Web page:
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Low Crude Prices Squeeze Calgary Stampede

Low Crude Prices Squeeze Calgary Stampede

Posted by PanamericanWorld on July 03, 2015

As companies in Canada’s once-flush oil patch slash budgets in line with a slump in global crude prices, the belt-tightening is hitting one of Western Canada’s most venerable traditions: the Calgary Stampede.

The 103-year-old rodeo-centered event has survived floods, droughts and Mad Cow disease, but the recent downturn in oil and gas revenue has forced energy companies to cut back on sponsorships and Stampede-themed client events during the annual festival, which kicks off Friday.

The City of Calgary, which markets itself using the slogan “Be Part of the Energy,” is the headquarters for many Canadian oil and gas companies, as well as a regional headquarters for multinational giants. The Stampede pumps about 345 million Canadian dollars (US$275 million) into the local economy each year, according to organizers.

But the slump in oil prices in recent months has meant industry-wide wage reductions, layoffs and sharp budget cuts, all of which have weighed on consumer spending, real-estate prices and overall economic sentiment in what was until recently Canada’s fastest growing province. The pain has also been felt across Canada because energy is Canada’s biggest export. The country’s national statistics agency reported Tuesday that national GDP shrank 0.1% in April, the fourth month of declines in a row, leading some analysts to forecast that the Bank of Canada is likely to cut rates in July for the second time this year.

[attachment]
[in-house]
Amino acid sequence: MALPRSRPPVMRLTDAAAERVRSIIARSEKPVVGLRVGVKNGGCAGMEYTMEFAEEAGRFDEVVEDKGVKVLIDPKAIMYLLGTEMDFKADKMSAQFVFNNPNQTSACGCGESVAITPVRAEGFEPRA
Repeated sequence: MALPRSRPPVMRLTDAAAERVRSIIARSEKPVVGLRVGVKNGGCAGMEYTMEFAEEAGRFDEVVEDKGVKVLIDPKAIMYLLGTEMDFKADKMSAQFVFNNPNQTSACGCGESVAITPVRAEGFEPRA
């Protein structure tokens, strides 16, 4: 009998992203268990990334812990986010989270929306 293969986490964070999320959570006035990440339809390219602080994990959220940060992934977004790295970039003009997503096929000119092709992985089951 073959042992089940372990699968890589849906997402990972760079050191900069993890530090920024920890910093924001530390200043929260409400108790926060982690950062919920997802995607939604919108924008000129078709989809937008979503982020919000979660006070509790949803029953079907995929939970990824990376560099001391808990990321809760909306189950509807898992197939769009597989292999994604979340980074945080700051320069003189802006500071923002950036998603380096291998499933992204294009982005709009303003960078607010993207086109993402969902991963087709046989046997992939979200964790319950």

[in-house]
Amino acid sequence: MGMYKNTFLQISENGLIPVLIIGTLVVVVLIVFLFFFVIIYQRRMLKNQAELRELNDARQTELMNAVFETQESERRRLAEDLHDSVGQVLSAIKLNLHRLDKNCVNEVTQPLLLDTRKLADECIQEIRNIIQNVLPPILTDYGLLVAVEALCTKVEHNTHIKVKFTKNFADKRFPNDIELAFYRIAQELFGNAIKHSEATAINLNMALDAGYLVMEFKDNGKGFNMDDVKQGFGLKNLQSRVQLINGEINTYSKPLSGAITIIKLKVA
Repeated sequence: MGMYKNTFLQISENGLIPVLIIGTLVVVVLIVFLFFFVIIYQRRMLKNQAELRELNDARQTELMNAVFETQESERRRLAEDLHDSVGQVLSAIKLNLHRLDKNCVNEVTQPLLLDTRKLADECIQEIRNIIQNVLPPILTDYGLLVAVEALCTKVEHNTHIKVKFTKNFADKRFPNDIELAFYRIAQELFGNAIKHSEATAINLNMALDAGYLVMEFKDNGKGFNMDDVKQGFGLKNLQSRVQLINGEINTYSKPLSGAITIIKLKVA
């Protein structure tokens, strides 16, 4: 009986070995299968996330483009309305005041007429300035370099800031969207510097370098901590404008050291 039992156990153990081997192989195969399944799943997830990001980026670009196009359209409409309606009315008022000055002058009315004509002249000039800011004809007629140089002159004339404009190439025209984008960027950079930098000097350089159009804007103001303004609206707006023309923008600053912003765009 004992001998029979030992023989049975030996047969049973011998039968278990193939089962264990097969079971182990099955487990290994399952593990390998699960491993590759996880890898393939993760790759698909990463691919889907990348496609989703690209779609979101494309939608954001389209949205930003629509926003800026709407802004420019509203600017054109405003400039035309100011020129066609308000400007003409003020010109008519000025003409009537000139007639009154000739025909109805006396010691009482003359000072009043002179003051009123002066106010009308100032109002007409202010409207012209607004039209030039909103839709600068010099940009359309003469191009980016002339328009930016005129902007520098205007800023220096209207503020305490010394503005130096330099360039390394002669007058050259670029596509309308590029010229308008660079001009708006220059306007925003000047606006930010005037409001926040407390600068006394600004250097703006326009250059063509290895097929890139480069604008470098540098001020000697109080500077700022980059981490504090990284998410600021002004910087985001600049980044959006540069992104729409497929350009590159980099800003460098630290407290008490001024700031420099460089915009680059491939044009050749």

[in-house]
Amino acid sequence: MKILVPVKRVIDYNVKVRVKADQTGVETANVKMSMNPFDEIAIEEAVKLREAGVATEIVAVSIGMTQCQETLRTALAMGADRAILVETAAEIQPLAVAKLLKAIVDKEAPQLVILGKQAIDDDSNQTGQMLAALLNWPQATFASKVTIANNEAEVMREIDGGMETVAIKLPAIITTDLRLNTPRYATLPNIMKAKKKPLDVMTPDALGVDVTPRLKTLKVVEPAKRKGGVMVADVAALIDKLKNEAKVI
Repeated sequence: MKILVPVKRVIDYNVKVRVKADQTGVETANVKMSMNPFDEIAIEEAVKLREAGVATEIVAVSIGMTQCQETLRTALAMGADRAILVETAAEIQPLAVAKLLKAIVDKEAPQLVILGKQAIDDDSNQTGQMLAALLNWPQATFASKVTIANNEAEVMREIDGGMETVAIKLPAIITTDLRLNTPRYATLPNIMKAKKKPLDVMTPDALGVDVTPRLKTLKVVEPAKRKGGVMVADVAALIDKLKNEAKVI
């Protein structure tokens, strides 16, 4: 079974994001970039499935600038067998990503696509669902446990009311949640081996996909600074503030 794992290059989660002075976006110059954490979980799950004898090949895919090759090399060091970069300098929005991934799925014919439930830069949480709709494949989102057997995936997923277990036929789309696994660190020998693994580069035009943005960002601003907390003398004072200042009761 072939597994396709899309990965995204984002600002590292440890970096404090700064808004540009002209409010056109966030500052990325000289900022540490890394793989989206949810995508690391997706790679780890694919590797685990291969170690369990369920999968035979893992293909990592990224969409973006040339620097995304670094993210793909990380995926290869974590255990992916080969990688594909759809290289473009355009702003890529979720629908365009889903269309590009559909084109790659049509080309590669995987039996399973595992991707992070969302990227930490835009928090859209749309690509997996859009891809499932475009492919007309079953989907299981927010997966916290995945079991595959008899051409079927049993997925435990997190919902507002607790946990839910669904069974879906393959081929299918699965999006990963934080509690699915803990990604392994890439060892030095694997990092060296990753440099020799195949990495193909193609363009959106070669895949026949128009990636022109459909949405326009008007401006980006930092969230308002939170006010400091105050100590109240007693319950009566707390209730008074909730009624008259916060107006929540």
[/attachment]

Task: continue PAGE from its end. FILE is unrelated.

The downturn is taking a toll on the Calgary Stampede, a 10-day festival featuring carnival rides, country-music performances and chuck-wagon races. Three key official corporate sponsors backed out this year, and the Stampede says corporate events booked onsite are down about 10% on the year. The provincial government, which is dependent on energy royalties, slashed its annual grant to the Stampede by 20%.

“When we did the budgeting [last year] oil was at $90 a barrel, but when we hit the reality of January we were sitting at about $56 a barrel,” said Warren Connell, chief executive of the nonprofit that runs the Calgary Stampede. “That did have an impact on us, mostly on the sponsorship side but also through the general economic conditions of Calgary,” he said.

Many companies have scaled back or pulled the plug on offsite Stampede-themed parties, traditionally among the major networking events of the year here. Long a staple for financial and legal-service firms with connections in the energy business, these bashes often entertain hundreds of guests decked out in Stetson-style hats, embroidered western shirts and cowboy boots. But this year, Calgary’s typically festive midsummer mood is lower key.

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